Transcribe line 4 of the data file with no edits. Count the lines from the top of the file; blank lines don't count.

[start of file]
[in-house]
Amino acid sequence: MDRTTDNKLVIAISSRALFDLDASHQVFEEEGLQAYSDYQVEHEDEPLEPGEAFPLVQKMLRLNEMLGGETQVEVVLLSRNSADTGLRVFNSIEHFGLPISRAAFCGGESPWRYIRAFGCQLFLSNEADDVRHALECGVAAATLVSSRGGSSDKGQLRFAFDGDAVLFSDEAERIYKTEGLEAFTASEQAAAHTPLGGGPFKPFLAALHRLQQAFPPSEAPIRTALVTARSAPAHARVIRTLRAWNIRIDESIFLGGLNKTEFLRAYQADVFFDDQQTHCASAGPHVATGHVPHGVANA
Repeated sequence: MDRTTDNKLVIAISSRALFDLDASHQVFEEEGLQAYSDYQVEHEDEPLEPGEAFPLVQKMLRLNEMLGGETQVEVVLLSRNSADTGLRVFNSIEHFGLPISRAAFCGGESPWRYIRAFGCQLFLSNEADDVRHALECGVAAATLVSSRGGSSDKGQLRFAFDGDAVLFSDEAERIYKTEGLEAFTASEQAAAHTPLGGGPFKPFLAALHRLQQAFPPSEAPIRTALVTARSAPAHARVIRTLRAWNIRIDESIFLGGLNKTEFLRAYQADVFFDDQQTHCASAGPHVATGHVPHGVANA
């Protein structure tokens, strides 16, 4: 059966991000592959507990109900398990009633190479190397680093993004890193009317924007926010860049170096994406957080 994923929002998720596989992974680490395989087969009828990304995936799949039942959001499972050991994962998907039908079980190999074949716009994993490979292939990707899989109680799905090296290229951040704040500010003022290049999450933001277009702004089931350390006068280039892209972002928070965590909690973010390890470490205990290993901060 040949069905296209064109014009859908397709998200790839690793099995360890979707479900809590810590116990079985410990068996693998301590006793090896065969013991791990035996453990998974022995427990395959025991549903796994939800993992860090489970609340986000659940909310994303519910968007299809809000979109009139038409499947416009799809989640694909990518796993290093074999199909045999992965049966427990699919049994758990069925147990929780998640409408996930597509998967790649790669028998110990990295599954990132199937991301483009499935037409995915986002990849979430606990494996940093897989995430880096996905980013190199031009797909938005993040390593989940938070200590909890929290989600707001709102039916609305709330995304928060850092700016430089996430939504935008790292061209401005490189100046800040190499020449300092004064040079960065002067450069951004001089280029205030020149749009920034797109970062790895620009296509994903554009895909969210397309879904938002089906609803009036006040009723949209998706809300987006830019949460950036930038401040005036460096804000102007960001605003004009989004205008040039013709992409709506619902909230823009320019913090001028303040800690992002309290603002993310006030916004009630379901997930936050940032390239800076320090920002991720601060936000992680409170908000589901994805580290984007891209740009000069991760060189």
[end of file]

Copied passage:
């Protein structure tokens, strides 16, 4: 059966991000592959507990109900398990009633190479190397680093993004890193009317924007926010860049170096994406957080 994923929002998720596989992974680490395989087969009828990304995936799949039942959001499972050991994962998907039908079980190999074949716009994993490979292939990707899989109680799905090296290229951040704040500010003022290049999450933001277009702004089931350390006068280039892209972002928070965590909690973010390890470490205990290993901060 040949069905296209064109014009859908397709998200790839690793099995360890979707479900809590810590116990079985410990068996693998301590006793090896065969013991791990035996453990998974022995427990395959025991549903796994939800993992860090489970609340986000659940909310994303519910968007299809809000979109009139038409499947416009799809989640694909990518796993290093074999199909045999992965049966427990699919049994758990069925147990929780998640409408996930597509998967790649790669028998110990990295599954990132199937991301483009499935037409995915986002990849979430606990494996940093897989995430880096996905980013190199031009797909938005993040390593989940938070200590909890929290989600707001709102039916609305709330995304928060850092700016430089996430939504935008790292061209401005490189100046800040190499020449300092004064040079960065002067450069951004001089280029205030020149749009920034797109970062790895620009296509994903554009895909969210397309879904938002089906609803009036006040009723949209998706809300987006830019949460950036930038401040005036460096804000102007960001605003004009989004205008040039013709992409709506619902909230823009320019913090001028303040800690992002309290603002993310006030916004009630379901997930936050940032390239800076320090920002991720601060936000992680409170908000589901994805580290984007891209740009000069991760060189």